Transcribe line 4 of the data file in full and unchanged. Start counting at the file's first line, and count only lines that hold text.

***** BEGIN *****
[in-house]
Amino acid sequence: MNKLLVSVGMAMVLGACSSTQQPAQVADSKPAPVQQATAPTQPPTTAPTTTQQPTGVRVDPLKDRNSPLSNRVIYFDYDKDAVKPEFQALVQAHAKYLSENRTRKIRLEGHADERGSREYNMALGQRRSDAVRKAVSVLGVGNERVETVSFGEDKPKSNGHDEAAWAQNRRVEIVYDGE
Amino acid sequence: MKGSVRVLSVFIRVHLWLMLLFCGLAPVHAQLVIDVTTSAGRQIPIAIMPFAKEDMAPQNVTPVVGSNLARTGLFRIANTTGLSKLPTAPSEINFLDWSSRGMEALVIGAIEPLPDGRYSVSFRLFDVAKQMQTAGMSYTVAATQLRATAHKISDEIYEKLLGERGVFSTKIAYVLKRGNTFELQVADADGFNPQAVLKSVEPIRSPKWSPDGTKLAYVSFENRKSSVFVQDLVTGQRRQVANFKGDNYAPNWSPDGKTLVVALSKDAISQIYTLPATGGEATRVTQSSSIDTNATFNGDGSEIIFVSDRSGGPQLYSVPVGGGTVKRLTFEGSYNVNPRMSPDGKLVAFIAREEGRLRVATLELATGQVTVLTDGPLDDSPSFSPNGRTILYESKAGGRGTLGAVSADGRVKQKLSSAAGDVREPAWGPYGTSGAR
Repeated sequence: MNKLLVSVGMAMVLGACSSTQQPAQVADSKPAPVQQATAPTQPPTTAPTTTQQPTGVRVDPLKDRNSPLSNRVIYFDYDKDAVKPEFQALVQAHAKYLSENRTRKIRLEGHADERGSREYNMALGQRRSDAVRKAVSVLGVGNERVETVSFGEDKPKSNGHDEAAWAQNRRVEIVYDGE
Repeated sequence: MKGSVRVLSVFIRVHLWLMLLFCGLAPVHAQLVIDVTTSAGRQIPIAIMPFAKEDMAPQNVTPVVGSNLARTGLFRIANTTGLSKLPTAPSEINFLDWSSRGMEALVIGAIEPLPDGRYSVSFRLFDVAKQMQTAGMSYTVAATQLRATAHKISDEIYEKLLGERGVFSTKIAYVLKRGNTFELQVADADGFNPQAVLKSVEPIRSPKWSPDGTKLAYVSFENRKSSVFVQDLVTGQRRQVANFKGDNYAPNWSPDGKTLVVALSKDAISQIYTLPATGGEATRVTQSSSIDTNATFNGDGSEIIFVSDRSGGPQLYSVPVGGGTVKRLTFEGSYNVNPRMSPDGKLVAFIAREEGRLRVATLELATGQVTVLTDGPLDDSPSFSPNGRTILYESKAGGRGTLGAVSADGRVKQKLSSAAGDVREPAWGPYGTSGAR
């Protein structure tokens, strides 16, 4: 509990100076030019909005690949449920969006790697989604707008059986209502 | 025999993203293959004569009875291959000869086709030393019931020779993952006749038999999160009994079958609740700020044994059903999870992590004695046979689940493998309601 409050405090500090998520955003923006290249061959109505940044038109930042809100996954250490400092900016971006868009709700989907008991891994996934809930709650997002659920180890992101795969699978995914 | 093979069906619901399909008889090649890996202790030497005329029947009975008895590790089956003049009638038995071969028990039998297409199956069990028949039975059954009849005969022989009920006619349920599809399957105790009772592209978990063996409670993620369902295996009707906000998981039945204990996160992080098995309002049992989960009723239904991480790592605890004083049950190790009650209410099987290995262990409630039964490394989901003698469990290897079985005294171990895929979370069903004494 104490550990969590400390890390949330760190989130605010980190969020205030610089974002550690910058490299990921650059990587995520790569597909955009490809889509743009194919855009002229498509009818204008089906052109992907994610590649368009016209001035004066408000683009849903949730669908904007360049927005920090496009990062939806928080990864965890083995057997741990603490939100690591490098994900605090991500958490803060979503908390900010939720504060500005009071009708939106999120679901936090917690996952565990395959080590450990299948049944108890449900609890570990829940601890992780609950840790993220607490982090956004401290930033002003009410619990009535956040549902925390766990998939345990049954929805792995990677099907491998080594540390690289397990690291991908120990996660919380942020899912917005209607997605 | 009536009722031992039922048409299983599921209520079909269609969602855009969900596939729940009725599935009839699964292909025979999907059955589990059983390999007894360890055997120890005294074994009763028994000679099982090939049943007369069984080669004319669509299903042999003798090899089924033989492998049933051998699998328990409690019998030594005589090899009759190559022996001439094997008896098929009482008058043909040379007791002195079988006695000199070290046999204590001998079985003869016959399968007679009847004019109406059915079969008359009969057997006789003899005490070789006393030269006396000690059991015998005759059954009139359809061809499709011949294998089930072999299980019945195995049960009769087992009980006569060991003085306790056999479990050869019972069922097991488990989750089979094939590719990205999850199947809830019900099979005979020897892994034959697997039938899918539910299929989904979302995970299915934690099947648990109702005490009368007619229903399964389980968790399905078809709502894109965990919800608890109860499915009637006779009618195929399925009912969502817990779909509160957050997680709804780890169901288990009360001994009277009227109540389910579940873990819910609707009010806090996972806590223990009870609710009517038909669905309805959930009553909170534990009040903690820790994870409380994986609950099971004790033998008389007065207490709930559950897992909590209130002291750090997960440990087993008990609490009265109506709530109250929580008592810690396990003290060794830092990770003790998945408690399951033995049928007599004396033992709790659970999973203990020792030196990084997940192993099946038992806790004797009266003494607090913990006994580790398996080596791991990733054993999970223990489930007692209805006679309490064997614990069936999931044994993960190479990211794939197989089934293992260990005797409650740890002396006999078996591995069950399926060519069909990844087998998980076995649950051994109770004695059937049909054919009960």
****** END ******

Repeated sequence: MNKLLVSVGMAMVLGACSSTQQPAQVADSKPAPVQQATAPTQPPTTAPTTTQQPTGVRVDPLKDRNSPLSNRVIYFDYDKDAVKPEFQALVQAHAKYLSENRTRKIRLEGHADERGSREYNMALGQRRSDAVRKAVSVLGVGNERVETVSFGEDKPKSNGHDEAAWAQNRRVEIVYDGE